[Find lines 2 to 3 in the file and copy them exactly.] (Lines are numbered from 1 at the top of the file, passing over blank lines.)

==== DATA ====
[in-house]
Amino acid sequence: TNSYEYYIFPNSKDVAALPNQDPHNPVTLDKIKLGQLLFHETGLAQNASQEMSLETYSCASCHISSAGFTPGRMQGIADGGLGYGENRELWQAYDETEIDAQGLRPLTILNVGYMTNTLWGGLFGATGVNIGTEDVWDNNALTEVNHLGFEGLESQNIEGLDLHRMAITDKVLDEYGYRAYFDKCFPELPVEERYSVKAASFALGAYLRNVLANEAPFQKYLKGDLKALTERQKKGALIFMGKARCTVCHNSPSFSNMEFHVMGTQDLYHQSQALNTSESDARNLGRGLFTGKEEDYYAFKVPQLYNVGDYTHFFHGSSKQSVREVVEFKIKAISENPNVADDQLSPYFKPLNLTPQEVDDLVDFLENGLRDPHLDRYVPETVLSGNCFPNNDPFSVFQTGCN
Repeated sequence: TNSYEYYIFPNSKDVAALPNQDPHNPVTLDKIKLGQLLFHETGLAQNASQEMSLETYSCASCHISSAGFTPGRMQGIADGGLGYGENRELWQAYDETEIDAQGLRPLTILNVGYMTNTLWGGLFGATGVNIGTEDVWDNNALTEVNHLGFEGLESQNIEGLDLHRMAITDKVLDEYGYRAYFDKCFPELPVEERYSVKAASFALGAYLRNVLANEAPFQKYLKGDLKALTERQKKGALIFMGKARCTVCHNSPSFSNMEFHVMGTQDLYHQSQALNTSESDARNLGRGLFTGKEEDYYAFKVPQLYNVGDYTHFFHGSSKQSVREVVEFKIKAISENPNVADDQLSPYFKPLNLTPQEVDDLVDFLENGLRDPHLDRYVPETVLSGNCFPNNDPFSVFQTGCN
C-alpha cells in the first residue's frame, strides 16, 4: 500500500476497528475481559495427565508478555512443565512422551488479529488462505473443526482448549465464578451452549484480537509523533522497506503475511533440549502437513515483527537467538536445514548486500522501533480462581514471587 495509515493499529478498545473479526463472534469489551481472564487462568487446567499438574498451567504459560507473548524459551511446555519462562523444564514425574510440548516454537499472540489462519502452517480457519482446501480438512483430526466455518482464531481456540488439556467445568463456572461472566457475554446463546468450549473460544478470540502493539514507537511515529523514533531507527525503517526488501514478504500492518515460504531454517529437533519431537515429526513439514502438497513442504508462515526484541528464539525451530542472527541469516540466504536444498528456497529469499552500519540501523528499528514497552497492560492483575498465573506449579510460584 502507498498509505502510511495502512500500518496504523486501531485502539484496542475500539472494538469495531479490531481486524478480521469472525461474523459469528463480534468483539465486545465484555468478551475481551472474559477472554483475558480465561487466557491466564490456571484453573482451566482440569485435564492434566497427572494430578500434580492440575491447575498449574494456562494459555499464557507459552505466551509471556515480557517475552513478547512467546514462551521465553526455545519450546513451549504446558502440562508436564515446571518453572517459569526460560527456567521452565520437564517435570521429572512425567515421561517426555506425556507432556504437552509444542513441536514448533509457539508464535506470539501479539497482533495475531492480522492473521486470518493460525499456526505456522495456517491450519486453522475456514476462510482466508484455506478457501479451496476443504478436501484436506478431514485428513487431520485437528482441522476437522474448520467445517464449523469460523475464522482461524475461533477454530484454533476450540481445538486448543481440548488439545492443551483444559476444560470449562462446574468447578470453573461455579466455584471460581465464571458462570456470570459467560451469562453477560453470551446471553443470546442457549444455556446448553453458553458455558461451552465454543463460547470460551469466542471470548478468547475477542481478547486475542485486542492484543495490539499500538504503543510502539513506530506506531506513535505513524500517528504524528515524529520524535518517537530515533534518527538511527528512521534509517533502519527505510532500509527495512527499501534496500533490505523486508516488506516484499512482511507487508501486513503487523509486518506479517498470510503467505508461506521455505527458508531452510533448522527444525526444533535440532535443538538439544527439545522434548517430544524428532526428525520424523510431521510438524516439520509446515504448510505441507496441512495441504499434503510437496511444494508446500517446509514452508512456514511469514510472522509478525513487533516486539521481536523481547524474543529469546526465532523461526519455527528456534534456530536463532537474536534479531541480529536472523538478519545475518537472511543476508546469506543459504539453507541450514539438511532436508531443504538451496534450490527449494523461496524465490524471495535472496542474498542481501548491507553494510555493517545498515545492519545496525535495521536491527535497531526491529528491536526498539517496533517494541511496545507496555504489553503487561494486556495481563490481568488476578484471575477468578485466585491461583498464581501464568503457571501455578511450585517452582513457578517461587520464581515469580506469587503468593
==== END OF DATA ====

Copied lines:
Amino acid sequence: TNSYEYYIFPNSKDVAALPNQDPHNPVTLDKIKLGQLLFHETGLAQNASQEMSLETYSCASCHISSAGFTPGRMQGIADGGLGYGENRELWQAYDETEIDAQGLRPLTILNVGYMTNTLWGGLFGATGVNIGTEDVWDNNALTEVNHLGFEGLESQNIEGLDLHRMAITDKVLDEYGYRAYFDKCFPELPVEERYSVKAASFALGAYLRNVLANEAPFQKYLKGDLKALTERQKKGALIFMGKARCTVCHNSPSFSNMEFHVMGTQDLYHQSQALNTSESDARNLGRGLFTGKEEDYYAFKVPQLYNVGDYTHFFHGSSKQSVREVVEFKIKAISENPNVADDQLSPYFKPLNLTPQEVDDLVDFLENGLRDPHLDRYVPETVLSGNCFPNNDPFSVFQTGCN
Repeated sequence: TNSYEYYIFPNSKDVAALPNQDPHNPVTLDKIKLGQLLFHETGLAQNASQEMSLETYSCASCHISSAGFTPGRMQGIADGGLGYGENRELWQAYDETEIDAQGLRPLTILNVGYMTNTLWGGLFGATGVNIGTEDVWDNNALTEVNHLGFEGLESQNIEGLDLHRMAITDKVLDEYGYRAYFDKCFPELPVEERYSVKAASFALGAYLRNVLANEAPFQKYLKGDLKALTERQKKGALIFMGKARCTVCHNSPSFSNMEFHVMGTQDLYHQSQALNTSESDARNLGRGLFTGKEEDYYAFKVPQLYNVGDYTHFFHGSSKQSVREVVEFKIKAISENPNVADDQLSPYFKPLNLTPQEVDDLVDFLENGLRDPHLDRYVPETVLSGNCFPNNDPFSVFQTGCN